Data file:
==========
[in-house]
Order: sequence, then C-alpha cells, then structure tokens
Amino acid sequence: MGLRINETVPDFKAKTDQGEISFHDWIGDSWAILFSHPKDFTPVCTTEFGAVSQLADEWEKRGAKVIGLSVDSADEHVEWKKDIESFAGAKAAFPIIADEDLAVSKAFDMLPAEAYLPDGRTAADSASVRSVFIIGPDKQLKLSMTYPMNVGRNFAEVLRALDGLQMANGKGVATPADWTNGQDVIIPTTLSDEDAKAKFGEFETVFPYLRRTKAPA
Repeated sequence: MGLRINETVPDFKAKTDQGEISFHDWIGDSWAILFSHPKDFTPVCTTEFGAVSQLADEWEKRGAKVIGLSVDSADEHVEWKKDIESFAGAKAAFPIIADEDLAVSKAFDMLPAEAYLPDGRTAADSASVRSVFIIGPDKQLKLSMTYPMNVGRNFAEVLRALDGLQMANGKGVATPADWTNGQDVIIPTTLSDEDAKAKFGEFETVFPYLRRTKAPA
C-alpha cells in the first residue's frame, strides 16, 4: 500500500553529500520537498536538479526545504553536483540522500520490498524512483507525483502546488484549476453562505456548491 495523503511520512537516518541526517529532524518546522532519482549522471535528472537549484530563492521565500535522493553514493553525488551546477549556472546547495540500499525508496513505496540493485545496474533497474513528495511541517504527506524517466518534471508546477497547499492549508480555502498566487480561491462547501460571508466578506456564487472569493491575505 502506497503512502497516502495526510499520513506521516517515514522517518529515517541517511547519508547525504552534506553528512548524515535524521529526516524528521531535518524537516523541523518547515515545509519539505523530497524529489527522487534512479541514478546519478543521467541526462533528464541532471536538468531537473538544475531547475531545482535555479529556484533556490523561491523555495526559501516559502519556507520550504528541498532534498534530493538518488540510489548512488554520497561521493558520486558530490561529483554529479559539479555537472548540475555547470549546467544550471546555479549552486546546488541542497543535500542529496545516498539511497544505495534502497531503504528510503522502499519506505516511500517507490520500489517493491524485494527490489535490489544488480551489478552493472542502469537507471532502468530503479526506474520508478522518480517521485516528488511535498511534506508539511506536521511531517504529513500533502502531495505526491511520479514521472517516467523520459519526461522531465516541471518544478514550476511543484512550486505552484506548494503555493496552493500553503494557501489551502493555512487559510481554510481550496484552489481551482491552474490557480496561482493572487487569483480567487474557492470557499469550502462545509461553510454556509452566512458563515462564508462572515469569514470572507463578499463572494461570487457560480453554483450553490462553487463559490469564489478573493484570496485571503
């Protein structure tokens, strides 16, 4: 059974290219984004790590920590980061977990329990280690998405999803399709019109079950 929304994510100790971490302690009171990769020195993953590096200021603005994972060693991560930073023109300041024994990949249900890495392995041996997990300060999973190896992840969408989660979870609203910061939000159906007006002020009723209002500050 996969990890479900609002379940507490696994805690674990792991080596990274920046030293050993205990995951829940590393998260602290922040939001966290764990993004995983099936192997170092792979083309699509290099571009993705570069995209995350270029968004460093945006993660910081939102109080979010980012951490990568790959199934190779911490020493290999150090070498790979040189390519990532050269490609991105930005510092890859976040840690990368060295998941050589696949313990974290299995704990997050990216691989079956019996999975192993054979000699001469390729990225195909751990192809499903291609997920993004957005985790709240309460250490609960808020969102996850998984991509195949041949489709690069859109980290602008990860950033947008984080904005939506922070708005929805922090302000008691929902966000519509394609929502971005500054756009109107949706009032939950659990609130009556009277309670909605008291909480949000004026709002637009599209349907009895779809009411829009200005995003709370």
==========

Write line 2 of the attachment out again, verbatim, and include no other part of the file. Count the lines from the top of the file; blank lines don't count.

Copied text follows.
Order: sequence, then C-alpha cells, then structure tokens